PITTSBURGH, PA – Astrobotic PR – April 3, 2012 – Astrobotic Technology unveiled its new Polaris lunar rover design, which will prospect for potentially rich deposits of water ice, methane and other resources at the moon’s north pole in three years.
A powerful Falcon 9 rocket from SpaceX will launch Polaris from Cape Canaveral in late October 2015. Four days later Polaris will land during north pole summer, when patches of ground that are in cold shadow most of the year get brief illumination. This is where ice will be found closest to the surface, and when a solar-powered robot will get the sunlight needed to sustain exploration. Polaris will search for ice for the next 12 days until sundown in early November.
The Apollo expeditions only visited six spots along the Moon’s equator, so the water, methane, carbon monoxide and other volatiles frozen at the poles went unnoticed for decades. Recent orbiting satellites and a NASA probe that impacted near the south pole showed that polar regions offer resources that could speed human settlement of the solar system. These resources can be turned into rocket propellant to refuel spacecraft for their return trip to Earth; lunar propellant also can be shipped to Earth orbit to fuel Mars-bound crewed expeditions at less cost than launching propellant from the ground.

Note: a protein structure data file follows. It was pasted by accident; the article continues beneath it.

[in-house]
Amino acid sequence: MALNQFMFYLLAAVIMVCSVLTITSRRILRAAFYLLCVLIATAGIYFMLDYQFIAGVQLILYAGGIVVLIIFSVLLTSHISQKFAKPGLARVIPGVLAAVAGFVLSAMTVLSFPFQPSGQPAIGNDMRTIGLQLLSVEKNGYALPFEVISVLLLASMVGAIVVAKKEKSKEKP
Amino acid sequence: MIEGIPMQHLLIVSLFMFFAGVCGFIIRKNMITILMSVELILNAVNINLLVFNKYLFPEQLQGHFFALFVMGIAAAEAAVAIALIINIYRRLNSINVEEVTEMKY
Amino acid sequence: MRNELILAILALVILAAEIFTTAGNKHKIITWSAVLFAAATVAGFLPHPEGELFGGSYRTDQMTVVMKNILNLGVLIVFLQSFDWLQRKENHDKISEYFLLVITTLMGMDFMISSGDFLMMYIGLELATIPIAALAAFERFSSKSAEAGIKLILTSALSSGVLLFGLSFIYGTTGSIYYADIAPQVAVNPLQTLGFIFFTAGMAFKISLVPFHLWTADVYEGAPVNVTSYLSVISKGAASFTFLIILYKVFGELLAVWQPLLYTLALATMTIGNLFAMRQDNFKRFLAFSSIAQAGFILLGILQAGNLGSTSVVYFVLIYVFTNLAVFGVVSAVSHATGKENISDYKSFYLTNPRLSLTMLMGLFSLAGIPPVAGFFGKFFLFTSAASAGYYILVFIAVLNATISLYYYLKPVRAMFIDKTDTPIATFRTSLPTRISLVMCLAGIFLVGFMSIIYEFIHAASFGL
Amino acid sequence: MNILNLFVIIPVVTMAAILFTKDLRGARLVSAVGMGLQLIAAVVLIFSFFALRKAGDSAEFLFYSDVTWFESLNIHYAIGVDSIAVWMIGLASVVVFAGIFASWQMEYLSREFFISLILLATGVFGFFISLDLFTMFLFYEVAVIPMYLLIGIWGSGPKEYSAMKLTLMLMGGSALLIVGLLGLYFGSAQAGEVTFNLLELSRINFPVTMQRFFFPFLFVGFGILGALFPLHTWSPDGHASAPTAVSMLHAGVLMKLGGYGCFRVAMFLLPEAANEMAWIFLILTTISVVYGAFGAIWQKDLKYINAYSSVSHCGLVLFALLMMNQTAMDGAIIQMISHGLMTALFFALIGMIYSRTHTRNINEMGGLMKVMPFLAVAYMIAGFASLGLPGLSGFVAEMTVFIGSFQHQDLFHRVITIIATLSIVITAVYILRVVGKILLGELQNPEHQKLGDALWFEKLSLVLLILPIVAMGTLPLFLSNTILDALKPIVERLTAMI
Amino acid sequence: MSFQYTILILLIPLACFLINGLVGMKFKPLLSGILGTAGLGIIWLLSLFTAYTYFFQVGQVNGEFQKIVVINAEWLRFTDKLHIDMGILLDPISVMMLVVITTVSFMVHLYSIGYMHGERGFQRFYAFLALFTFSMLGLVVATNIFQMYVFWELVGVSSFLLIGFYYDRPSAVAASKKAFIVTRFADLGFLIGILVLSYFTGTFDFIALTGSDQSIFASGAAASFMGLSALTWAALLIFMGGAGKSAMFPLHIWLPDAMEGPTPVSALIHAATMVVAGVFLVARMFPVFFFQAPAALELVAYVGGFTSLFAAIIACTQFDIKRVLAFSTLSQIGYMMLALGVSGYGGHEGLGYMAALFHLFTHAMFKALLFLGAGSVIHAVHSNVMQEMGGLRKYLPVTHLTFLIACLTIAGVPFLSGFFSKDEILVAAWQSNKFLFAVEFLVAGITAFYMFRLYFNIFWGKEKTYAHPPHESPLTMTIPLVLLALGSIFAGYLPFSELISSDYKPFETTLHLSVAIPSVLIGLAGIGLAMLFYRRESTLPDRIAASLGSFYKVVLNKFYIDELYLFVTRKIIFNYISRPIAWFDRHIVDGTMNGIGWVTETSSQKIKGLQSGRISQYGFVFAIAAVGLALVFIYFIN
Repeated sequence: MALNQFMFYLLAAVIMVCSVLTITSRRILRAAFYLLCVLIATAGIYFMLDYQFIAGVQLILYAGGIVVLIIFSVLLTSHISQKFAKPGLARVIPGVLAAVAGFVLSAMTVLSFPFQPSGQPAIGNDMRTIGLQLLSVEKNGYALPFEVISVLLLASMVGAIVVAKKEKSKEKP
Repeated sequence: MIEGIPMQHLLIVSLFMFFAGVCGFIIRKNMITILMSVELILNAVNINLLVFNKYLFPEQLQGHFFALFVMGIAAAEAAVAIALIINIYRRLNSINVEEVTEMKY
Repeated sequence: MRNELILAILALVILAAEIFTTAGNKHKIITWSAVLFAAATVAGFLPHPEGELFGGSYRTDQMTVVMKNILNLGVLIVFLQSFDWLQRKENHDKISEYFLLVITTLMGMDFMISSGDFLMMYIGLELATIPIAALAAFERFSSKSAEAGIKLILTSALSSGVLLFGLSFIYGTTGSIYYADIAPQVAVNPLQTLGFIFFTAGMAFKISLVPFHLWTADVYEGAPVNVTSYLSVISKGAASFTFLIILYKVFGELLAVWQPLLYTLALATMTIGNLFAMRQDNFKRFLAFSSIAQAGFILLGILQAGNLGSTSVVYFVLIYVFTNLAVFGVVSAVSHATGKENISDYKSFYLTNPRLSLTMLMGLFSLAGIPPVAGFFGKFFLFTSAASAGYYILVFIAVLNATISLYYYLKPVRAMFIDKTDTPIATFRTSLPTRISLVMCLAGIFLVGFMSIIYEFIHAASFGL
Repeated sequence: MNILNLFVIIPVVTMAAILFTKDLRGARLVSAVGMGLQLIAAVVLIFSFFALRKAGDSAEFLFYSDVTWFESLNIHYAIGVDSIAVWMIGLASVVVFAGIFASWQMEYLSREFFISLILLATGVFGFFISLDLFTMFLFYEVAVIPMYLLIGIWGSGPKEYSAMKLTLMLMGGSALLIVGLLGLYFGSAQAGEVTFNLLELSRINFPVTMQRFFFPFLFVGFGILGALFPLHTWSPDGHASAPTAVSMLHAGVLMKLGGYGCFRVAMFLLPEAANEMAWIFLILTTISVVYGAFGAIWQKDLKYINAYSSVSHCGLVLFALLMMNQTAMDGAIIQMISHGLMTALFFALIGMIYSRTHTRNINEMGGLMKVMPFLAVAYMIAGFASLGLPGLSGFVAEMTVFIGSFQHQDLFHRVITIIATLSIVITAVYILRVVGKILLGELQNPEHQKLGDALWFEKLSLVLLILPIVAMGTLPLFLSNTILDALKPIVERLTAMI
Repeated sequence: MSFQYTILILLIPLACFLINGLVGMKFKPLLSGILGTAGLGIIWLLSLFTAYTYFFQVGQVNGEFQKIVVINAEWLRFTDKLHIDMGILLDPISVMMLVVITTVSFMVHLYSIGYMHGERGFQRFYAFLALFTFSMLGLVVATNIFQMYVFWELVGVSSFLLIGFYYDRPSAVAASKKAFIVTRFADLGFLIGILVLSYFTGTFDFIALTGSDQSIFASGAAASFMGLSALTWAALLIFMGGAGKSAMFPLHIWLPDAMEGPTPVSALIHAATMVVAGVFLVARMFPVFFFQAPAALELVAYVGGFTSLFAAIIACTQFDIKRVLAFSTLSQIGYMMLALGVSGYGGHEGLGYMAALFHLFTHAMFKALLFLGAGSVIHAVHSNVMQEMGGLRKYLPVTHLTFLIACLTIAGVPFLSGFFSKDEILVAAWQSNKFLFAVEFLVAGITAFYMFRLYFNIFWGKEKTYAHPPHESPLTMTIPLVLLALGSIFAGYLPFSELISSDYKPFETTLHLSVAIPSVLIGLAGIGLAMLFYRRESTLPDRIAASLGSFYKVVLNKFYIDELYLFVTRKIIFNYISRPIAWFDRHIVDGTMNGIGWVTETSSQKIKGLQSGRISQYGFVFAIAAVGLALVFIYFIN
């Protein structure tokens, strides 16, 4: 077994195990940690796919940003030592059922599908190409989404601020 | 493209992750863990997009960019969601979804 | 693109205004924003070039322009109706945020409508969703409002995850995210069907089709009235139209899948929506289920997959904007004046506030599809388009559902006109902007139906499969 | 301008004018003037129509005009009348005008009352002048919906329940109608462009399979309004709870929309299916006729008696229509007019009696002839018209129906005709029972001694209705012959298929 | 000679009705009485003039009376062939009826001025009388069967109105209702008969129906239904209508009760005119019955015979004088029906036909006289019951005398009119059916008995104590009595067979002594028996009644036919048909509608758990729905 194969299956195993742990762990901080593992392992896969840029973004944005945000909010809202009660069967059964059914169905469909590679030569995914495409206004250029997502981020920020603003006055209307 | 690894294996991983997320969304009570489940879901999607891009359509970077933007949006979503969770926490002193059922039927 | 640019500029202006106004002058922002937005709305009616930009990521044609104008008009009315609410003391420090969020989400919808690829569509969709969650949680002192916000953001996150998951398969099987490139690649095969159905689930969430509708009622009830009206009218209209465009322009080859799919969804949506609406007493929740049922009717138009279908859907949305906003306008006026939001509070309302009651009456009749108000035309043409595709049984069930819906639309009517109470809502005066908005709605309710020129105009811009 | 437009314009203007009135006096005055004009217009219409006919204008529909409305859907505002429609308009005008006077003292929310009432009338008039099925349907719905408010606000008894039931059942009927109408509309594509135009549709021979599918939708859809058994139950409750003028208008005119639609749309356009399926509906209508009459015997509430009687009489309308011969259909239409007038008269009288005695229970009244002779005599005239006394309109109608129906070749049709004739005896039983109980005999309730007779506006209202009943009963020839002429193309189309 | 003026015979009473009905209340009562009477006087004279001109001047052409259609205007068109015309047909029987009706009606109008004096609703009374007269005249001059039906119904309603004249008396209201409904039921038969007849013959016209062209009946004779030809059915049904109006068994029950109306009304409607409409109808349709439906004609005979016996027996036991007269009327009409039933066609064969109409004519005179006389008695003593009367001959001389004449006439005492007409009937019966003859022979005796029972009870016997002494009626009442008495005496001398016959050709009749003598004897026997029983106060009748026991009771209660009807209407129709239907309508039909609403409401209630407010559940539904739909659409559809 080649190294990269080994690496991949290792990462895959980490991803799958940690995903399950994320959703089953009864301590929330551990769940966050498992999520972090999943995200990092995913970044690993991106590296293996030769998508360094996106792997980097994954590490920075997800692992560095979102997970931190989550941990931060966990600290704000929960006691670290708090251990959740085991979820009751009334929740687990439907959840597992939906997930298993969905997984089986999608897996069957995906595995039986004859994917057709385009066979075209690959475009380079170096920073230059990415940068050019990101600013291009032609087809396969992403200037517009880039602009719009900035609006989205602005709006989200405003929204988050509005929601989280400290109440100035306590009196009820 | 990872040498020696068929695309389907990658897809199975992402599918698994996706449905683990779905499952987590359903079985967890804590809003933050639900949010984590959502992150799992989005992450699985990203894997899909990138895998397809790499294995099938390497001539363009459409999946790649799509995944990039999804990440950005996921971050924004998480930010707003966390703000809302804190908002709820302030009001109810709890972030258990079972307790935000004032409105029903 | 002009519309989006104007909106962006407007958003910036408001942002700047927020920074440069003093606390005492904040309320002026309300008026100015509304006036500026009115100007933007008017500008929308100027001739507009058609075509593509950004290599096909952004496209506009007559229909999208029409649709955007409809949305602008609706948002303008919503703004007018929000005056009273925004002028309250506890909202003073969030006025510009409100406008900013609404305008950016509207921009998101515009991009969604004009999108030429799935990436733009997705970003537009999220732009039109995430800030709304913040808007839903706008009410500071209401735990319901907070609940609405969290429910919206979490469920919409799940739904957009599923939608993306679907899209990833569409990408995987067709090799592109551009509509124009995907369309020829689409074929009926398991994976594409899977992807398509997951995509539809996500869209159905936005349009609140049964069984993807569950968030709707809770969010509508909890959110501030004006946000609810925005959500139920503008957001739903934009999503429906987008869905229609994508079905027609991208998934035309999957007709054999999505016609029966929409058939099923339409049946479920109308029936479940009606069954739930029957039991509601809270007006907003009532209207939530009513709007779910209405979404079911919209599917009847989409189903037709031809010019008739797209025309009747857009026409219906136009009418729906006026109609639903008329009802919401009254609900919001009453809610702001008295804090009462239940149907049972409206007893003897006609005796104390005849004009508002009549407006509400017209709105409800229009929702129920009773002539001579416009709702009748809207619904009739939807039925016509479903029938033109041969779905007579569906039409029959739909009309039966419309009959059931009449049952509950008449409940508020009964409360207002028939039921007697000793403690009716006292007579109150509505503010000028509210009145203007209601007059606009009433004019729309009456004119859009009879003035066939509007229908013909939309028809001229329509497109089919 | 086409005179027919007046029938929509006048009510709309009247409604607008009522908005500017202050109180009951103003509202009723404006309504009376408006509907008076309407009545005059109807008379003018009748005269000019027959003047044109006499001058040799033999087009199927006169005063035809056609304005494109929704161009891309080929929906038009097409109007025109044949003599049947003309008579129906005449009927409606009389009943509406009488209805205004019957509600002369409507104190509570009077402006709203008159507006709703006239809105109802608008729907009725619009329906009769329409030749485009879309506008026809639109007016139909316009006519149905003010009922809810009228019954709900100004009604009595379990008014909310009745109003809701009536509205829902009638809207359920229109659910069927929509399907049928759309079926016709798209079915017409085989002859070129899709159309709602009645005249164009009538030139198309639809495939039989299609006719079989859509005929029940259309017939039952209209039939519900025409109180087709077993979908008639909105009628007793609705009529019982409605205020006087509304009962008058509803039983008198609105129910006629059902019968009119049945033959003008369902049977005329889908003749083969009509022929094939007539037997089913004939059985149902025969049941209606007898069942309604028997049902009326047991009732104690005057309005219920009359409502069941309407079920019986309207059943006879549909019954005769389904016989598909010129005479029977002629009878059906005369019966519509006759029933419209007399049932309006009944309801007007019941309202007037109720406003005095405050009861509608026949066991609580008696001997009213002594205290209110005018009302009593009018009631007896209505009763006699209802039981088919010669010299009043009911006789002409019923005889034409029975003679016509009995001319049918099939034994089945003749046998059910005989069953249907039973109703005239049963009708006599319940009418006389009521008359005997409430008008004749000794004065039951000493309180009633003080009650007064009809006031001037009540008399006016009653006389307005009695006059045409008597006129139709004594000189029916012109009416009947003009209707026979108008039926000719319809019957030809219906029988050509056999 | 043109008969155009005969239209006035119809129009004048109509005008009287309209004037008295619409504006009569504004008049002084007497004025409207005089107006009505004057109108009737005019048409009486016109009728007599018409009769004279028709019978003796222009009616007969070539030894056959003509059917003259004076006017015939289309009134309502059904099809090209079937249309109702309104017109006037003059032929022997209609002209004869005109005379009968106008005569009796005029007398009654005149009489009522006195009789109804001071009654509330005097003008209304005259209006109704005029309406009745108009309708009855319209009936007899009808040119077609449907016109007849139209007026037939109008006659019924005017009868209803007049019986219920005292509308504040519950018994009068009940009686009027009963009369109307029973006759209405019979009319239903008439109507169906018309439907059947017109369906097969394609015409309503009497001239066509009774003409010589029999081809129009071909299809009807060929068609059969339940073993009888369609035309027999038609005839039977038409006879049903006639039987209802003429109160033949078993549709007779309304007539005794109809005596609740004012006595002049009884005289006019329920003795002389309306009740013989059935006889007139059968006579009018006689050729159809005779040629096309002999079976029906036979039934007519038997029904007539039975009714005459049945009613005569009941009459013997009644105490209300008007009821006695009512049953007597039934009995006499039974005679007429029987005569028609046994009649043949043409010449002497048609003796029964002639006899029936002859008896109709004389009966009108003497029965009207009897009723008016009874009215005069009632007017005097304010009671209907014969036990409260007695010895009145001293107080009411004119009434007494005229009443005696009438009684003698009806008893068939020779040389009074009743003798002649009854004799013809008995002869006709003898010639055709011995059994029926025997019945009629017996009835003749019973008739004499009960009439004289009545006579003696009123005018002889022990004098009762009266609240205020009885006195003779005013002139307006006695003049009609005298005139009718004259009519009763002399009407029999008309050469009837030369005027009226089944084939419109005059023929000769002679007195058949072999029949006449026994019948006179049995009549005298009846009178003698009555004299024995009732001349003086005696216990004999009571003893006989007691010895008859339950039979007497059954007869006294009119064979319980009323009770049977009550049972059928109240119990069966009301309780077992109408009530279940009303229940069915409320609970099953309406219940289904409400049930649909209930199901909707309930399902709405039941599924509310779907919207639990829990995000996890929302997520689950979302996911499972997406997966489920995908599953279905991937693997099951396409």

Polaris carries up to 175 lbs (80kg) of payload, such as a drill and instruments to analyze samples from the drill. To find the best spot to drill, two sensors will look for signs of hidden ice beneath the surface layer of dry soil. A neutron spectrometer will measure the number of neutrons given off by the first yard of soil beneath the rover; a dip in the reading indicates neutrons coming in from space are being absorbed by hydrogen (in water or methane) in ice beneath the robot. A near infrared spectrometer will look for variations in surface temperature that may hint at ice below.
Polaris is adapted from a lunar excavation machine that Astrobotic has been prototyping under a NASA contract granted in 2010. After Polaris and other prospecting robots find the highest ice concentrations, excavation robots will remove the covering layer of dry soil to recover the ices and deliver them to a plant that turns them into rocket propellant.
Operating Environment: Lunar Poles and high latitudes
Rover Mass: 150kg
Payload Mass: 80kg (View Payload User’s Guide)
Average Power: 250W (800W peak)
Drive Speed: 30 cm/s
Dimensions (LxWxH): 2.4 x 1.7 x 2.6m
Features: Night Survival, Autonomous Roving, Passive Thermal Control, Skid-Steer, Passive Rocker Suspension, Composite Chassis, 3D laser scan mapping, 3D-HD cameras, 4x telephoto zoom camera, Direct to Earth Communication
About Astrobotic Technology:
Astrobotic delivers payloads and collects data for space agencies, aerospace corporations and academic researchers. For corporate sponsors, it delivers promotions that involve customers directly in the adventure of lunar exploration. Astrobotic was spun out in 2008 from Carnegie Mellon University, where it funds research into lunar robotics. More information is available at: www.astrobotic.net.